|Nutrition Facts (per serving)|
|Servings: 4 to 6|
|Amount per serving|
|% Daily Value*|
|Total Fat 57g||73%|
|Saturated Fat 22g||111%|
|Total Carbohydrate 146g||53%|
|Dietary Fiber 12g||43%|
|Total Sugars 56g|
|Vitamin C 152mg||761%|
|*The % Daily Value (DV) tells you how much a nutrient in a food serving contributes to a daily diet. 2,000 calories a day is used for general nutrition advice.|
Apple juice, brown sugar, and mustard give this corned beef that delicious sweet-and-salty flavor often found in baked and glazed hams. The slow cooker makes it tender and easy.
The addition of carrots, onion, and cabbage makes it a complete meal that only needs rye bread or dinner rolls with butter. A simple dessert of ice cream, cookies, or brownies is the perfect way to top off this dinner. And if you're celebrating St. Paddy's Day, Irish soda bread would be the ideal finale.
1 (4-pound) corned beef brisket
6 to 8 small to medium red potatoes, cut in half or quarters
2 to 3 medium carrots, pared and cut into chunks
1 large onion, peeled and cut into eighths
1/2 head cabbage, cut into chunks
4 cups apple juice
1 cup packed brown sugar
1 tablespoon prepared mustard
Gather the ingredients.
Place the corned beef (cut in half if necessary), potatoes, carrots, onion, and cabbage into a large slow cooker.
In a medium bowl, whisk together the apple juice, brown sugar, and mustard until well mixed. Pour over the corned beef and vegetables in the slow cooker. Mix gently.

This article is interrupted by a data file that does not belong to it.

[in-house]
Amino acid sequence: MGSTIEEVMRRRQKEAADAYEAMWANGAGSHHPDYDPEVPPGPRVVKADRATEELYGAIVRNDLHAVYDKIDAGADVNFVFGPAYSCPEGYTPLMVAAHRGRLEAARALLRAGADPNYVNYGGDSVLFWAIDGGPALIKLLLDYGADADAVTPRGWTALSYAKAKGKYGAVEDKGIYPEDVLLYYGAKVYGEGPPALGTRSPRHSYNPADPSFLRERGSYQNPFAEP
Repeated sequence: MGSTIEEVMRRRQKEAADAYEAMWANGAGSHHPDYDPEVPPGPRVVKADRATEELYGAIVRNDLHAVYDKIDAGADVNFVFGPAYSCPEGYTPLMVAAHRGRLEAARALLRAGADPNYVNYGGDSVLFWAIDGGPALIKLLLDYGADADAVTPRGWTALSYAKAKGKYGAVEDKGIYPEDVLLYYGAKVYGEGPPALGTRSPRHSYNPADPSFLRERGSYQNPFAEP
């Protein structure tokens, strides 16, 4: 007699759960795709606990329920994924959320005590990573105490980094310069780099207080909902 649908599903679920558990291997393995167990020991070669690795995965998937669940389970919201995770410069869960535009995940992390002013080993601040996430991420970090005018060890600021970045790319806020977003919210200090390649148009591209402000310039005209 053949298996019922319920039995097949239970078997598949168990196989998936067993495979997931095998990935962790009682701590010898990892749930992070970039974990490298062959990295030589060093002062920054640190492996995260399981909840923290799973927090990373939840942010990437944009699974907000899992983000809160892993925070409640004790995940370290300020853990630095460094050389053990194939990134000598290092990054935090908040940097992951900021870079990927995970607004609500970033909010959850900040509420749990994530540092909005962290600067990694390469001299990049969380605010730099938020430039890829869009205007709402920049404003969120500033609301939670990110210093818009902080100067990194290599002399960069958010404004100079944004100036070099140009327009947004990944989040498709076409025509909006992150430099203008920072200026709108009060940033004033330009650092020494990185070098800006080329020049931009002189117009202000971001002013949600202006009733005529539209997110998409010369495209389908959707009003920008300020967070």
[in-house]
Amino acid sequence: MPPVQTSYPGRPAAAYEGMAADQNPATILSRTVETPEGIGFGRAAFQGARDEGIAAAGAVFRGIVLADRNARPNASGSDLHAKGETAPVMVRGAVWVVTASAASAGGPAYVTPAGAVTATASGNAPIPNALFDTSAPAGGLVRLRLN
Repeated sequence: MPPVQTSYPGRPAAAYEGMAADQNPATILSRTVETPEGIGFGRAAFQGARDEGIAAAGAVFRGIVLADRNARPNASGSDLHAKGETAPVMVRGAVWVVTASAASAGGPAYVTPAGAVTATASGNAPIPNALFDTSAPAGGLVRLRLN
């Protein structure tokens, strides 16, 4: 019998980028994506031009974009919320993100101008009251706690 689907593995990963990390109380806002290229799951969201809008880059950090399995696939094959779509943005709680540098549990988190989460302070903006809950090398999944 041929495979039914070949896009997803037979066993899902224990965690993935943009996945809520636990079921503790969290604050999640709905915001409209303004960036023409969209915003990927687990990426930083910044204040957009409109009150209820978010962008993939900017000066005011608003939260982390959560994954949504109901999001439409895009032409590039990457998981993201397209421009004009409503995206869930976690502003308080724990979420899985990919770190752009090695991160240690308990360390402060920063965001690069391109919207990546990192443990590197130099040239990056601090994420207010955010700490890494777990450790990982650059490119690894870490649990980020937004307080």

Cover and cook on HIGH for 4 to 5 hours or on LOW for 8 to 10 hours.
Remove meat and vegetables and some of the cooking liquid to a platter with a lip to contain the juices.
Slice the meat thinly across the grain. Serve with vegetables and some of the cooking liquid. Rye bread with butter would be a nice accompaniment.
For a lower-carb version of this corned beef and cabbage recipe, replace the apple juice with water, eliminate the brown sugar, and add 1 cup chopped celery.
What the 'Corn' in Corned Beef Means
No, there is no corn in corned beef. The term derives from the beef being salt cured with large-grained rock salt, also known as "corns" of salt, a term rarely used in modern times.
Corned Beef Not Really Irish
Contrary to the prevailing belief, corned beef and cabbage is not really a traditional Irish dish. The boiled dinner tradition Irish immigrants brought with them to the U.S. was always made with pork, known as Irish bacon which is a lean cut similar to Canadian bacon, potatoes, carrots, and sometimes turnips.
In the States, pork was an expensive cut of meat, so clever Irish cooks settled for beef, a more economical protein. Corned beef, which they had experienced at the Jewish delis in their melting-pot neighborhoods, became the meat of choice because of its similarity to Irish bacon. Potatoes were another luxury in the States, so cabbage took their place in the boiling pot and a taste sensation was born.